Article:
The Pros & Cons of Separating C&D
Source-separation, commingled recycling, and C&D. If it seems like I’m speaking another language, that’s OK we’ll define these terms. Before we define these terms, I want to make one simple statement: More common than not, the source-separation of C&D materials is more cost-effective than commingled recycling and certainly more cost-effective than the disposal of the C&D materials.
What is the Source-Separation of C&D Materials?
Source-separation is simply a single kind of of construction and demolition (C&D) material that has been separated from the rest of C&D materials before transporting it to a recycling facility. For instance, if you demolish a concrete building you may source-separate the wood from the concrete.
What is Commingled C&D?
Commingled C&D refers to recyclable C&D that contains a mixture of different types of recyclable materials. Often times, commingled C&D materials are taken to a sorting facility where they are separated for recycling.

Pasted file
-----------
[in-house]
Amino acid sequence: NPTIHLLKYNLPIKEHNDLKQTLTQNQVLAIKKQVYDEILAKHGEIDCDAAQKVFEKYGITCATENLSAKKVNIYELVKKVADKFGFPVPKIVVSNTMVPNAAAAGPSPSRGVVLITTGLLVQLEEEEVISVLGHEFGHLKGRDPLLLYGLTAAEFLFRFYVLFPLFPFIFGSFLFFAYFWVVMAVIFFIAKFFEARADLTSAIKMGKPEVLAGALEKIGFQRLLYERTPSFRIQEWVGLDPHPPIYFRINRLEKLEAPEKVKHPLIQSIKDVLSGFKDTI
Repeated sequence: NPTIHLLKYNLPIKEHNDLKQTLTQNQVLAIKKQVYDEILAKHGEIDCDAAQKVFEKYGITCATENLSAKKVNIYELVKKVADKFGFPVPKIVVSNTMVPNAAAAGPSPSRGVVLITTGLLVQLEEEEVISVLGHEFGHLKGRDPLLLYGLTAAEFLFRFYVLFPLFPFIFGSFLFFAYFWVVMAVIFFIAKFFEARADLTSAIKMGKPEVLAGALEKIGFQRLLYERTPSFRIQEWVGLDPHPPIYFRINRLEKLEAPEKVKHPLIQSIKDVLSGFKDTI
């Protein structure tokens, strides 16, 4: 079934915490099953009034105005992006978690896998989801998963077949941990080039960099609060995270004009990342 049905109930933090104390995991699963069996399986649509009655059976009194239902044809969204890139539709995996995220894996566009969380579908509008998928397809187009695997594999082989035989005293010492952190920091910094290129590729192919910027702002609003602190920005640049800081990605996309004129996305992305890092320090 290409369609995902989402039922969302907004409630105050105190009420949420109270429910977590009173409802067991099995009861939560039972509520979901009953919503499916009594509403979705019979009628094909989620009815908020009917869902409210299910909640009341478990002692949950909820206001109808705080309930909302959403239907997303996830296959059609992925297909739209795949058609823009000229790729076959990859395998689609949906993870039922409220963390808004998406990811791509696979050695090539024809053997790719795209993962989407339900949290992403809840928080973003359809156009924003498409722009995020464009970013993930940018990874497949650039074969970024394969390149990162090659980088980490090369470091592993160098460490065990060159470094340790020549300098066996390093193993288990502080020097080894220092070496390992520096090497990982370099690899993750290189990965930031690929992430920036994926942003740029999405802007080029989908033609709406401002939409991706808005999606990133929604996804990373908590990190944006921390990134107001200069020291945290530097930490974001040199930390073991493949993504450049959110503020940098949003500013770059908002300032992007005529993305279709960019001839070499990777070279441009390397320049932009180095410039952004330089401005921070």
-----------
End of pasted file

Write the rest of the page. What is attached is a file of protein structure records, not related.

What Does C&D mean?
C&D is an acronym for construction and demolition.
Pros & Cons of Source Separation
- More cost-effective
- Higher average recycling rate
- Creates better markets for recycled marterials
- Require more space for separated materials
- More time & work involved in separation
Pros & Cons of Commingled Recycling
- Less space for recycling containers and materials
- Lower recycling rate
- Recyclable materials are often disposed of
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